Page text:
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From the StrongLifts book:

Never jump straight into your work weight, warm-up first. As an example, let's say your work weight for the Squat is 135lbs. Then here's how your training would look like...

  • 2×5 45lbs => 2 sets of 5 reps with the empty Olympic bar
  • 3 x 90lbs => 1 set of 3 reps with the 45lbs bar + 22.5lbs/side
  • 5 x 135lbs => first set of 5 reps with your work weight
  • 5 x 135lbs => 2nd set of 5 reps with your work weight
  • 5 x 135lbs => 3rd set of 5 reps with your work weight
  • 5 x 135lbs => 4th set of 5 reps with your work weight
  • 5 x 135lbs => 5th and final set of 5 reps with your work weight

I'm a complete newb, so wondering if anyone could give me a more general way to warm up. Like, you start with empty bar, then add how much, how many times, until you reach the target? And also, do you do this for just the first squat exercise, or do you warm up similarly for the 2 exercises coming after that as well? And if so, should you start with the empty bar each time? Or?

Just looking for easier, more general rules I can follow as I'm a total beginner and the examples in the book was a bit too specific for me to be able to pull something general from them.

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3 Answers 3

I just do one set of 5 at between 1/3 to 1/2 my work set for warmup*. I used to do 3 warmup sets of gradually escalating weight, but I haven't found that's any better than just doing one. If you want to play it safe, do a couple more sets, and when you feel comfortable with it you can start scaling back.

*I also take a hot Epsom-salt bath before heading to the gym, that may help with warmups, but I find the benefit is actually in my lifts, as I'm able to lift significantly heavier weights after doing it.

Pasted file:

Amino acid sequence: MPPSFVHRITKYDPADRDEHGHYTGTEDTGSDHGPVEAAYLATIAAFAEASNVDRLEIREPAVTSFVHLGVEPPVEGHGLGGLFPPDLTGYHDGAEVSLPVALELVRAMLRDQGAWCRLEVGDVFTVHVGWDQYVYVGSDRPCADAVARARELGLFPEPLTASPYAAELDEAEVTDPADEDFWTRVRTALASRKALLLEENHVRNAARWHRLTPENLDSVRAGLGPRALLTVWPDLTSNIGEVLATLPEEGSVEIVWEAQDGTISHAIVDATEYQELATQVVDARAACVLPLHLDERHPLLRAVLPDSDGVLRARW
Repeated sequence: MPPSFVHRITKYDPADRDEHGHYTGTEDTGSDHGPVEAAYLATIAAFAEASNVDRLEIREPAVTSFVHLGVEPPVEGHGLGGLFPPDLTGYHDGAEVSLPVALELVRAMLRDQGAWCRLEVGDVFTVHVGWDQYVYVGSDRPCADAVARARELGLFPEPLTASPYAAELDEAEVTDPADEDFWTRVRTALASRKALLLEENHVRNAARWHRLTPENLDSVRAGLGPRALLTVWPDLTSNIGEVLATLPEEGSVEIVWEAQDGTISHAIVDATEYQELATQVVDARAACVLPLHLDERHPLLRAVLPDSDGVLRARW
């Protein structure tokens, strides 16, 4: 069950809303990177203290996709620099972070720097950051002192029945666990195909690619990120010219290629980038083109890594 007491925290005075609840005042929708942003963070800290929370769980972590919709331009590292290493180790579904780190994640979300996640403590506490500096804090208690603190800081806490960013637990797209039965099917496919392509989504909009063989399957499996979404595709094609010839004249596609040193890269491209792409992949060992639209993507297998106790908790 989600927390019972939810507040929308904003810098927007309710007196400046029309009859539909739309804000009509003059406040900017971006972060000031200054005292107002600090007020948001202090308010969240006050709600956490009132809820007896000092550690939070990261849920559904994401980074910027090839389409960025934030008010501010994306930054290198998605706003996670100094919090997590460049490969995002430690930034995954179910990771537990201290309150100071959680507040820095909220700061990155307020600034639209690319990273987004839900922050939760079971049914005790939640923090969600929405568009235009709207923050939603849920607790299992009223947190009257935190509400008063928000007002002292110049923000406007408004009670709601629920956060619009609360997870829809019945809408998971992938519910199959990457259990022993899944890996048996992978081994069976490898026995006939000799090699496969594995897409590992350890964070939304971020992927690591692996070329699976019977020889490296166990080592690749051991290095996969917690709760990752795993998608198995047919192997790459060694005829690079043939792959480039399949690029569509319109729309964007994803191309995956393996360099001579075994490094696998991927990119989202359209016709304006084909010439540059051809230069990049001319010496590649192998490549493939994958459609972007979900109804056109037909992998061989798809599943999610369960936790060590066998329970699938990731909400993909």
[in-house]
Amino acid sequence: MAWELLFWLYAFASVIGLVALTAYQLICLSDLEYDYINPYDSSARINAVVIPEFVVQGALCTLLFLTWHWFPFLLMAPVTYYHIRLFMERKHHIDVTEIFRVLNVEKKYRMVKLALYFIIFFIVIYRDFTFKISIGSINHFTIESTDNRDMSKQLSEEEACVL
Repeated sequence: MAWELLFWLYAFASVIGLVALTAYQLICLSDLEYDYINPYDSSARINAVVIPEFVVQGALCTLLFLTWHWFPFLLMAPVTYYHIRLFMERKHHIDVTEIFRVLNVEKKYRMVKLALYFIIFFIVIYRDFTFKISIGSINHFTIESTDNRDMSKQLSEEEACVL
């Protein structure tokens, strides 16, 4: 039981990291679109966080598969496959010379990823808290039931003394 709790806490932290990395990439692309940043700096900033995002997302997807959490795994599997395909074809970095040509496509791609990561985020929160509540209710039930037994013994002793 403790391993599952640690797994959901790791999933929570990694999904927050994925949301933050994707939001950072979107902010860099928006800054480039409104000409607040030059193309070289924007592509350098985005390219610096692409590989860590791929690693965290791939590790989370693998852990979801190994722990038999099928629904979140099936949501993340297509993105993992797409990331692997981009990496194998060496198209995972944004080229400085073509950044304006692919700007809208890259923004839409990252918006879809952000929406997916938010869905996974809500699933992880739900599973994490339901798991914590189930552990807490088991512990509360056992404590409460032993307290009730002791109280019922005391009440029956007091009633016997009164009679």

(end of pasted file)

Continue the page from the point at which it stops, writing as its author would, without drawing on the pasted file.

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The only extra warm-up would be a few minutes on a bike to get a general body warm-up before starting with the empty bar on the squat. (This is what Starting Strength suggests.)

As for a general plan: always start with the empty bar (except for deadlifts, because they need height). Then, break up the gap between the empty bar weight and your workset weight into a few intervals. Do sets at each of those weights with progressively fewer reps and more rest as you approach your work weight. Don't do a warm-up set too close to your work weight.

Some examples...

For squats, I do this: 2x5 @ 45, 1x5 @ 95, 1x3 @ 135, 1x2 @ 185, 1x1 @ 205, 3x5 @ 240

For my overhead press, I do this: 2x5 @ 45, 1x5 @ 65, 1x3 @ 75, 3x5 @ 100 (Note, fewer warm-up sets because the weight is lower, and I don't let them come close to interfering with my workset.)

For my deadlifts, I do this: 1x5 @ 90, 1x5 @ 135, 1x3 @ 155, 1x2 @ 200, 1x5 @ 235 (Note, the single workset. This is prescribed by Starting Strength, not sure about Stronglifts.)

You can find spreadsheets to program your warm-up sets for you (for example: http://startingstrength.wikia.com/wiki/Tools_and_Downloads... Stronglifts probably has something similar). I tend to choose warm-up weights that are convenient based on what the bigger plates add up to, but you can get more exact if you want. They shouldn't be interfering with your workset either way.

What you should be getting from your warm-up sets is:

  • movement practice and reminders about form errors that you need to focus on
  • preparation of the muscles for heavy weight
  • preparation of the mind for the heavy weight
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I run or jump rope for five minutes, rotate all my joints, do some lunges, and then start lifting.

Don't over-think it. Just add weight in chunks between fifty and ninety pounds. Do one set of five reps at each jump. If you want, leave a few reps off the heavier warm-up sets, or add a second set with just the bar. See this related question for other examples.

Do this progression from light to heavy with every barbell exercise. More detailed instructions and reasons behind this warm-up can be found in Starting Strength's second or third editions.

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